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HEPHAESTUS PAGE TWO
(continued from Page One)
Once back among his fellow gods on Mount Olympus, Hephaestus
chose to live underground, where he could work as an artisan
undisturbed. He felt most at home there.
Hera grew to like her lame son, and felt very guilty for her
previous vile conduct towards him. She gave Hephaestus a massive
workshop with many bellows, anvils, and helpers; there he
continue to create beautiful ornaments, weapons, furniture and
jewelry to the endless amusement and delight of the Olympian
gods and goddesses.
To help him in his workshop, Hephestus forged handmaidens out of
gold, who were able to move around and help him in his work. You
could say that he was the first to create "robots".
In Homer's epic tale called the Iliad his wife is said
to be Aglaia (Splendor), one of the Graces; in the Odyssey she
is Aphrodite. But the commonly held belief is that Zeus, greatly
regretting his previous enmity towards this talented god, and
knowing that he could make great use of Hephaestus' skills,
gifted Aphrodite to Hephaestus as his wife.
Zeus felt that the beautiful goddess of love would arouse the
passions of the other Olympians, leading to great hostility and
bickering, and decided that the steady and easygoing god of the
forge would make a solid partner for her.
Aphrodite was not happy to be joined with such an unattractive
mate, but knew that it was a marriage only in name and did not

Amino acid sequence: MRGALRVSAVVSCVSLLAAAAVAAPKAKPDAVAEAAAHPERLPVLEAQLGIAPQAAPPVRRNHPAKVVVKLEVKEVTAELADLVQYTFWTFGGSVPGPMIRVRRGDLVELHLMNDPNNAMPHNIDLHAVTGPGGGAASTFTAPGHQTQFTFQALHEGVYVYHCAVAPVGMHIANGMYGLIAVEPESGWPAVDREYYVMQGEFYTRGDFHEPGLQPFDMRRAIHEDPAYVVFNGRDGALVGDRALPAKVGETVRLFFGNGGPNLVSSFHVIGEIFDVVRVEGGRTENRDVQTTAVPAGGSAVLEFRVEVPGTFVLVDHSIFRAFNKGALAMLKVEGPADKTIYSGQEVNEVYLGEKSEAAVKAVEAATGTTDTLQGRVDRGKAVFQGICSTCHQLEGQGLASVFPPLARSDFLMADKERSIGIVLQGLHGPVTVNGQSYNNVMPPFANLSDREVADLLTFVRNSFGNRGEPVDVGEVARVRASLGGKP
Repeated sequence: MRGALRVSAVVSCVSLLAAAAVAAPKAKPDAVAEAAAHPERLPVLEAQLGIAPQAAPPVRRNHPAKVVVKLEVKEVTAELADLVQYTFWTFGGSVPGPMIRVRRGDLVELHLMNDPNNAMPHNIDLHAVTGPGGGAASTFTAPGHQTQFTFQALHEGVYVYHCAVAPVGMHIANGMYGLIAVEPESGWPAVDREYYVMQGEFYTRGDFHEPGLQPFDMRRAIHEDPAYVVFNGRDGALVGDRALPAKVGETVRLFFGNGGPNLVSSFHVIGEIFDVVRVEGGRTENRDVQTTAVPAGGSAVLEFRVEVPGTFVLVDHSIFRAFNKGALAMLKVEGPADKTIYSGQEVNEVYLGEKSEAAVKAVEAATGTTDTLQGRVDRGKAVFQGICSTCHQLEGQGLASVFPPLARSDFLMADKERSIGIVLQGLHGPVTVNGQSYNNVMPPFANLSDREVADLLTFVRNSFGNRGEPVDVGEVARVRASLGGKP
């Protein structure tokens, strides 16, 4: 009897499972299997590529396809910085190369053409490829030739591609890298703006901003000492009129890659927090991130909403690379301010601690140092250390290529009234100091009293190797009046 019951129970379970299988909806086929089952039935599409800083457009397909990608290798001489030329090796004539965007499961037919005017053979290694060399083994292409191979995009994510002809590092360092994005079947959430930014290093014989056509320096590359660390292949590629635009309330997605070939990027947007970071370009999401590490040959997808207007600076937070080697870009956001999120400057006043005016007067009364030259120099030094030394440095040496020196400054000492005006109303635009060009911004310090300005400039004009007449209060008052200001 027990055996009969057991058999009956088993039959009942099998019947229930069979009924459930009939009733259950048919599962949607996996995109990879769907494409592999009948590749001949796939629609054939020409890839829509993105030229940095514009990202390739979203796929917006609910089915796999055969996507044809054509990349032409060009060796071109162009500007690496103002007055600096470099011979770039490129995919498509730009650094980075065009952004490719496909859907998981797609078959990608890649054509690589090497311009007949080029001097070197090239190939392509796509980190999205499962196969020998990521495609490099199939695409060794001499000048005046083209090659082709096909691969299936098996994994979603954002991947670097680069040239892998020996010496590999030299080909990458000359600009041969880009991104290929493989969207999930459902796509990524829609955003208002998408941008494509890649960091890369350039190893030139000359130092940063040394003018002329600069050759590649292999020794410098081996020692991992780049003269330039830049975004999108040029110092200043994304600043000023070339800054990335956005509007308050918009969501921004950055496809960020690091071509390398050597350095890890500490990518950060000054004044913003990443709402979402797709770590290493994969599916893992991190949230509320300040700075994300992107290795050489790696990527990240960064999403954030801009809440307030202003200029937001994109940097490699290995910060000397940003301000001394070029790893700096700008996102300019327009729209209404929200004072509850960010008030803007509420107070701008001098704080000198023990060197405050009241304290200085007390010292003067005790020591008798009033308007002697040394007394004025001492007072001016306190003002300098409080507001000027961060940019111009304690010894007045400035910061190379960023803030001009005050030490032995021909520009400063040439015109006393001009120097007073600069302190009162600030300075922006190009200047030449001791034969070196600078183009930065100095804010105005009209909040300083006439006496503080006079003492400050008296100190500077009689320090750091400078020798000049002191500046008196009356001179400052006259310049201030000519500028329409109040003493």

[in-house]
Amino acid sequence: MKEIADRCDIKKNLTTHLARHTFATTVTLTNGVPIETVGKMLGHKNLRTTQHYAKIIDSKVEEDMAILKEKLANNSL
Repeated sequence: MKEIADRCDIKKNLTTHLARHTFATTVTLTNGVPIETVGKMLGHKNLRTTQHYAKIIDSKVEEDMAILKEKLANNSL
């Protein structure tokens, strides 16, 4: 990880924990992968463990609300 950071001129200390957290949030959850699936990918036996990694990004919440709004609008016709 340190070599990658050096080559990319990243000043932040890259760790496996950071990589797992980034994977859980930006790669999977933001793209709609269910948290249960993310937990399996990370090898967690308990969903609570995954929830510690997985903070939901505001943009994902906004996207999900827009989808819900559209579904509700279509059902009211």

refuse. Her numerous extramarital affairs scandalized Olympus
and often made poor Hephaestus the butt of many jokes from his
Hephaestus was a kind and peace-loving god, gentle and
introverted and popular both in heaven and on earth. Along with
Athena his patronage was very important to life in the city,
because they were the patrons of the handicrafts, which along
with agriculture were the lifeline and support of civilization.
Hephaestus protected the smiths and Athena the weavers, and the
people revered and paid homage to these important deities.
Physically, Hephaestus was generally represented as a sturdy and
muscular man with a thick neck and hairy chest who, because of a
shortened, lame leg and club foot, supported himself with the
aid of a crutch.
Bearded, this blue collar god most often was shown dressed in a
ragged sleeveless tunic and woolen hat. Most frequently, he was
portrayed in art holding the heavy tools of his trade,
especially the blacksmith's hammer and tongs.
Sometimes in artistic depictions, he was surrounded by the
Kabeiroi, the dwarflike blacksmith servants of the Mother
Goddess who helped in his subterranean forge, deep below
He was worshipped by all blacksmiths and artisans, who
recognized him as their special patron and venerated him
accordingly. Two great festivals, the Vulcanalia (celebrated by
the Romans on August 23, the first day of Virgo) and the
Hephaestia were celebrated in his honor.
His beautiful and detailed creations
included the following wonders:
Aphrodite's golden girdle, which when worn made her completely
irresistible to both mortals and gods
silver bows and arrows of Artemis and Apollo
robotic helpers, the handmaidens of gold
twenty three-legged stools that ran to service the banquets of
palaces and homes of the Olympians, with their unbreakable
locks, as well as their twelve splendid thrones.
famous Shield of Achilles
Heracles' (Hercules') golden breastplate
exquisite Necklace of Harmonia
Athena's spear, Apollo's chariot and Demeter's sickle
awesome scepter of Zeus
golden bed of Helios, the sun god, which carries him as he
armor of the gods in their war against the Titans
marvelous jewelry for Aphrodite and his Nereid surrogate mothers
Aegis, emblazoned with the head of Medusa, carried by both Zeus
and his daughter Athena
invisible silver net that captured his cheating wife Aphrodite
and Ares in bed
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